How many stocks should you hold?
Taking Stock on Wednesday 31st November 2023
Taking Stock: Is a look at today's top business news & investment views plus we cover the winners, losers, the most read company news & the most followed. Today this includes:
How many stocks should you hold?
What Is Diworsification?
Diworsification is the process of adding investments to a portfolio in such a way that the risk-return tradeoff is worsened. Diworsification occurs from investing in too many assets with similar correlations that add unnecessary risk to a portfolio without the benefit of higher returns.
Companies discussed on “Taking Stock” today:
Next #NXT 04:30 & 24:50
Angling Direct #ANG 06:05
Baron Oil #BOIL 13:15
Upland Resources #UPL 13:36
Cab Payments #CABP 14:07
Destiny Pharma #DEST 14:50
Oxford Metrics #OMG 15:50
Creo Medical #CREO 18:20 & 34:29
United Oil & Gas #UOG
Prospex Energy #PXEN 20:22
ASOS #ASC 21:35
McBride #MCB 28:24
Vianet #VNET 30:24
Aston Martin #AML 31:28
Atlantic Lithium #ALL 35:00
Tesla $TSLA 36:20
TOP BUSINESS STORIES
House prices in surprise October rise but still down on last year
House prices had the biggest monthly rise in October for more than a year, according to the Nationwide.
However, they were still down sharply on a year ago, the UK's biggest building society said.
The 0.9% rise in prices was most likely due to there not being enough properties to meet demand, it said.
Activity in the housing market is still "extremely weak", it added, as buyers grapple with higher mortgage rates.
UK factories struggle in October in latest downturn sign - PMI
Britain's factories suffered a worse October than previously thought, according to a survey published a day before the Bank of England is expected to restate its intent to keep interest rates high, despite widespread signs of an economic slowdown.
The final reading of the S&P Global/CIPS manufacturing Purchasing Managers' Index (PMI) stood at 44.8, down from an early estimate of 45.2.
Although the main activity index was up from 44.3 in September, the output component contracted for an eighth consecutive month, the longest such run since the global financial crisis of 2008-09.
WeWork: reports say firm is filing for bankruptcy
Troubled office-sharing firm WeWork may file for bankruptcy as early as next week, according to US media reports.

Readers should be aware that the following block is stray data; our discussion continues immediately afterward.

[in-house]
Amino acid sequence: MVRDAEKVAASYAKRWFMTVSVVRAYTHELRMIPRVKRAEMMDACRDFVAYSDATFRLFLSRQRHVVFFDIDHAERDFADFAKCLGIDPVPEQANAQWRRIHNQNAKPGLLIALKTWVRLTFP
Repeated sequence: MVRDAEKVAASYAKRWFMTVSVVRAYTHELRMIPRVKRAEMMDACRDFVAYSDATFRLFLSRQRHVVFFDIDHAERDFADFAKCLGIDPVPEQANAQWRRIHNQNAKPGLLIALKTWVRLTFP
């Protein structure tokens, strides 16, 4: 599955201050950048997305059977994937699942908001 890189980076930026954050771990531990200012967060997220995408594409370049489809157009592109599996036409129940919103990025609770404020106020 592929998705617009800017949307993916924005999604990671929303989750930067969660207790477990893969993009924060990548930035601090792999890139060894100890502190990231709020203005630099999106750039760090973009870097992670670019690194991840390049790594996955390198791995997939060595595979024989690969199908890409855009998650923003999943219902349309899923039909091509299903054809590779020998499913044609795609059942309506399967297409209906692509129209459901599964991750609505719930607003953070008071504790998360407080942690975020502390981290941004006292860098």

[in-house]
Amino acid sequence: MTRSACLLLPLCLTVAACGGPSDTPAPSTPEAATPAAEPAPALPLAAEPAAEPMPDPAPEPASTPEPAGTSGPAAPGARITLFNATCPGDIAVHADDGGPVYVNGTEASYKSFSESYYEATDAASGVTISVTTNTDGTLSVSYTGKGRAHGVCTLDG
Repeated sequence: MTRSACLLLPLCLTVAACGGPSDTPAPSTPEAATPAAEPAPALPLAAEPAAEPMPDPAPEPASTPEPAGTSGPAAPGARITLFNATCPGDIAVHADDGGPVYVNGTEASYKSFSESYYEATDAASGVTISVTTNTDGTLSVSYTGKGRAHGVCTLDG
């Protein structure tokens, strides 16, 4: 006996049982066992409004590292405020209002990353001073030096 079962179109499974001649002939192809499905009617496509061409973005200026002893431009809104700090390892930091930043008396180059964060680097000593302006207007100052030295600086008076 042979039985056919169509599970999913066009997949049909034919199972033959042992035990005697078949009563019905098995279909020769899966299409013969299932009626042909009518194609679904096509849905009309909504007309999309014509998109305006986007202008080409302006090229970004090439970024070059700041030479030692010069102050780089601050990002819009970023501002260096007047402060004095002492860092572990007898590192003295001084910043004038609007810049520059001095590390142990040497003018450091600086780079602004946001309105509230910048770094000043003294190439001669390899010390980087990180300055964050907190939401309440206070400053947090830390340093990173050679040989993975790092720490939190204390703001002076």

The firm was once seen as the future of the office. But it has been plagued by problems, including a disastrous attempt in 2019 to sell shares to the public and the exit of its co-founder.
The company was also hit hard by the pandemic, as more people started working from home.
WeWork is considering filing for bankruptcy in New Jersey, according to the Wall Street Journal, which first reported the story.
Earlier on Tuesday, the company told the US financial regulator it had agreed with creditors to temporarily postpone payments for some of its debt.
WeWork shares fell by more than 40% in after-hours in New York trading on Tuesday.
The firm, which was valued at roughly $47bn (£38.7bn) at its height in early 2019, has lost almost 98% of its stock market valuation in the last year.
Disclaimer & Declaration of Interest
The information, investment views and recommendations in this article are provided for general information purposes only. Nothing in this article should be construed as a solicitation to buy or sell any financial product relating to any companies under discussion or to engage in or refrain from doing so or engaging in any other transaction. Any opinions or comments are made to the best of the knowledge and belief of the writer but no responsibility is accepted for actions based on such opinions or comments. Vox Markets may receive payment from companies mentioned for enhanced profiling or publication presence. The writer may or may not hold investments in the companies under discussion.